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I think the discussion of discretion versus rules is a bit of a Misnomer. Most failures we can identify are the result of failures of process not of one rule or decision.

Take congress. Congress has rules on voting, committee rules, debate rules etc. But all these votes come down to the discretion of congressmen. The congressmen are selected by a voting process with strict rules which herd the discretion of millions of individual voters.

The financial crises was a failure of process. The rules failed, but individual discretion failed as well. The process in both cases has rules and human psychological factors that encouraged amplification of one school of thought. It was a process that failed from top to bottom: from people taking out loans they could never afford to large institutions that sold bundles of these things to other institutions.

What process is at its core is a collection of rules that guide discretion by individuals or groups. The two are notionally exclusive. Even the fed, which hassle discretion, has rules on how officers are appointed and approved and have rules governing decision making.

But you can't look to any one rule that could have prevented the crisis of 2008, not can you point to any one case of bad decision making. It was a failure of process. Bad rules created bad incentives which lead to poor discretion which lead to more bad rules and so on. The process amplified itself into a bubble rather than something stable.

Thomas Rekdal

The problem Judge Posner discusses is as old as philosophy. Plato has an interesting treatment of the central dilemma in his dialogue, "The Statesman," and it reappears, among other places, in every comprehensive discussion of Rule Utilitarianism versus Act Utilitarianism. The question is, are we better off relying on the prudential judgment of people of character and intelligence, or should we attempt to "bind them down" with rules of action, which, in practice, may turn out to be no more than rules of thumb for the guidance of weak minds? There is no generally satisfactory answer, because, while we would all like to expand the discretion of people of competence, and restrict that of those who lack it, there is no reliable method of identifying who is who, or of placing them in, or out, of positions of authority once we have made the correct identification. The fact that we will not always have wise statesmen at the helm is offered by the authors of "The Federalist Papers" as a modest consideration in favor the the Constitution. We can all see how that has worked out. And so the ungoing, futile effort to find an adequate substitute for wisdom. Alas, there probably is none.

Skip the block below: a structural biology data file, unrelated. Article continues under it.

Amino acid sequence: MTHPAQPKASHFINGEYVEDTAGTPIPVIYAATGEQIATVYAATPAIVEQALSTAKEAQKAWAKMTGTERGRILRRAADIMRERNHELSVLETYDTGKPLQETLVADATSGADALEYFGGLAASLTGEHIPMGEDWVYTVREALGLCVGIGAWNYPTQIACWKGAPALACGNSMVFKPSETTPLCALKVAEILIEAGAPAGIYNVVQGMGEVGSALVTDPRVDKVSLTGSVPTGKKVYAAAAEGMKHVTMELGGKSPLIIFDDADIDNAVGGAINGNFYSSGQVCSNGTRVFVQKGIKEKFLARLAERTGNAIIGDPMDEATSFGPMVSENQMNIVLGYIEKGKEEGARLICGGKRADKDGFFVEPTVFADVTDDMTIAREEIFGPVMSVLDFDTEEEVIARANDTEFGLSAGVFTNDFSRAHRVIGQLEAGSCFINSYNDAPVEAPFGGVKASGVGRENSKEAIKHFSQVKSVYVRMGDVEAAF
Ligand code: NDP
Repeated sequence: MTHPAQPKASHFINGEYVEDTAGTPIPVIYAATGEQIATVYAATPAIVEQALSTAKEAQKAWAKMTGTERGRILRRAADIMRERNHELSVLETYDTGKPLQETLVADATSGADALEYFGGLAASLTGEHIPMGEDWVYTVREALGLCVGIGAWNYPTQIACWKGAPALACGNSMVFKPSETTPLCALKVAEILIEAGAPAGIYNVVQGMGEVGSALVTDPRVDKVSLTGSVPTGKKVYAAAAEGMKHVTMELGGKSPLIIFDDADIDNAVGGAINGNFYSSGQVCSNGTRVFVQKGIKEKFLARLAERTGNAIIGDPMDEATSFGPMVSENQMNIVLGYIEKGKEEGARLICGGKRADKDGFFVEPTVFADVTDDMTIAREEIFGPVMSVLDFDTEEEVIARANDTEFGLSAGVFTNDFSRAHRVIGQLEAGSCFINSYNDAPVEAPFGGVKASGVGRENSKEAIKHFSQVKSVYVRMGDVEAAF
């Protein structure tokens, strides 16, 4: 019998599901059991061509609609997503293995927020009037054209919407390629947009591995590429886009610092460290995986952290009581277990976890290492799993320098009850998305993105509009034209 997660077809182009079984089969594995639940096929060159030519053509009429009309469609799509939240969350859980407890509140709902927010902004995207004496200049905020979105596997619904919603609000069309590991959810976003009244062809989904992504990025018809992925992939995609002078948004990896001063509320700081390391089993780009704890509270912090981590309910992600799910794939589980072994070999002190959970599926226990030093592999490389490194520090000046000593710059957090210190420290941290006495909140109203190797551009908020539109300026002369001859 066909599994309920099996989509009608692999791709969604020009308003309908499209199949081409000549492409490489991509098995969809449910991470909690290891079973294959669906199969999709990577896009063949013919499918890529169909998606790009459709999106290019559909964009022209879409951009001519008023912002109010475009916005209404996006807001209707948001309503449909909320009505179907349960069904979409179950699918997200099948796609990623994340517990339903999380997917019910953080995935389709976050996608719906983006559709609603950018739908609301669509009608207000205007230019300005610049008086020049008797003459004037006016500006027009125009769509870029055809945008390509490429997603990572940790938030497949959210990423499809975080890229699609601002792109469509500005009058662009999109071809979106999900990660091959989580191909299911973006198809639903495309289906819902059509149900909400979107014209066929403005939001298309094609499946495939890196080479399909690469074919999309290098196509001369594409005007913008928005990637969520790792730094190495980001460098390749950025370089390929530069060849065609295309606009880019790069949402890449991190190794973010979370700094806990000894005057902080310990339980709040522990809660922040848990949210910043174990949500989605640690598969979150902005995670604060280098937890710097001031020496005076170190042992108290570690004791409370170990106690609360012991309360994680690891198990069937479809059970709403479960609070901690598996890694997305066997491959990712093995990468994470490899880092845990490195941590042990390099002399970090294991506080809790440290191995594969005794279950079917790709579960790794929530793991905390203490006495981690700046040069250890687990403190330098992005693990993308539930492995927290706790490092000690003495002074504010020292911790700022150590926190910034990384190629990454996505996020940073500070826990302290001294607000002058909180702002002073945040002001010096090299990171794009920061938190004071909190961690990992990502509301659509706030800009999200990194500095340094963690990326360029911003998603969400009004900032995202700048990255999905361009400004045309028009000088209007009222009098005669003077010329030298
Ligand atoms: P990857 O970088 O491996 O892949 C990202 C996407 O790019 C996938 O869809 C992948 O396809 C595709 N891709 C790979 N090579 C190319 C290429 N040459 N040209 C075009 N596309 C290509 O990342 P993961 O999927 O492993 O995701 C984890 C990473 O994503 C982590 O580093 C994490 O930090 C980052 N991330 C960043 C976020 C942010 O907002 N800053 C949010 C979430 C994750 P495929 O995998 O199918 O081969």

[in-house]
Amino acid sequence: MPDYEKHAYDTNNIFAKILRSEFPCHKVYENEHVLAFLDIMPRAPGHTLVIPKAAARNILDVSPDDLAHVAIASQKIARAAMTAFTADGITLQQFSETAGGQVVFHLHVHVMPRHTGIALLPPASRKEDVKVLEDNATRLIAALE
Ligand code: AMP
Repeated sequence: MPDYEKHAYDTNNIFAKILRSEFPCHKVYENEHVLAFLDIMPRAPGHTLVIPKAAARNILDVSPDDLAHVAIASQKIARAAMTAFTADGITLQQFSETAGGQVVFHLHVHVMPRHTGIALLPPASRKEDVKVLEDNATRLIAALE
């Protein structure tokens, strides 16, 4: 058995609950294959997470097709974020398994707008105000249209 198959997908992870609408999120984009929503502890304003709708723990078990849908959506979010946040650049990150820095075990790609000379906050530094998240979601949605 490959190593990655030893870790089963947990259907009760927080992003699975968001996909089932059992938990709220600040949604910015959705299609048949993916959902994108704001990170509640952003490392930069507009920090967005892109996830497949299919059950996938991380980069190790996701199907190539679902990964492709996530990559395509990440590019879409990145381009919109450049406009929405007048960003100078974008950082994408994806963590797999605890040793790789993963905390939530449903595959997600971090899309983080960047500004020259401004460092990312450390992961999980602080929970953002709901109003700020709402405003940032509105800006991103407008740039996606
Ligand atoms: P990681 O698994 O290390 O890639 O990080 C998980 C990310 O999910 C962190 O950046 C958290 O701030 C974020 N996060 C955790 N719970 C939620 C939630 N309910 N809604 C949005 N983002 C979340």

Terry Bennett

In 1961, Democratic Arkansas Senator J. William Fulbright famously lamented (during the Democratic administration of JFK, the first television President), "...we have hobbled the President with too niggardly a grant of power."

In 1970, with Republican Richard Nixon sitting, he compared the President's power to address the nation on TV as the equivalent of a Constitutional amendment abolishing the co-equality of the three branches.

We want to give discretion to the people who agree with us, and we want rules to constrain those who don't agree with us.

The upside of rules is that they rain on all alike, and are thus inherently fair. The downsides are two: (a) no rule maker is sufficiently clairvoyant to anticipate all the possible scenarios to which the rule might come to be applied, and (b) rules go stale as conditions change.

The Second Amendment right to bear arms is a rule. The Founders thought it was important enough to enshrine in the Constitution Itself, rather than leave regulation to the States. Conditions have changed a lot in these 225 years, and that rule (and the lack of discretion built into it) has caused modern America some serious headaches. When advocates are asked about the practicality of assault rifles, they simply say, "It's a right", which is another way of saying it made sense 225 years ago, and nothing more.

Rules are valuable; discretion is valuable. Any viable system, as Judge Posner points out, must intertwine both.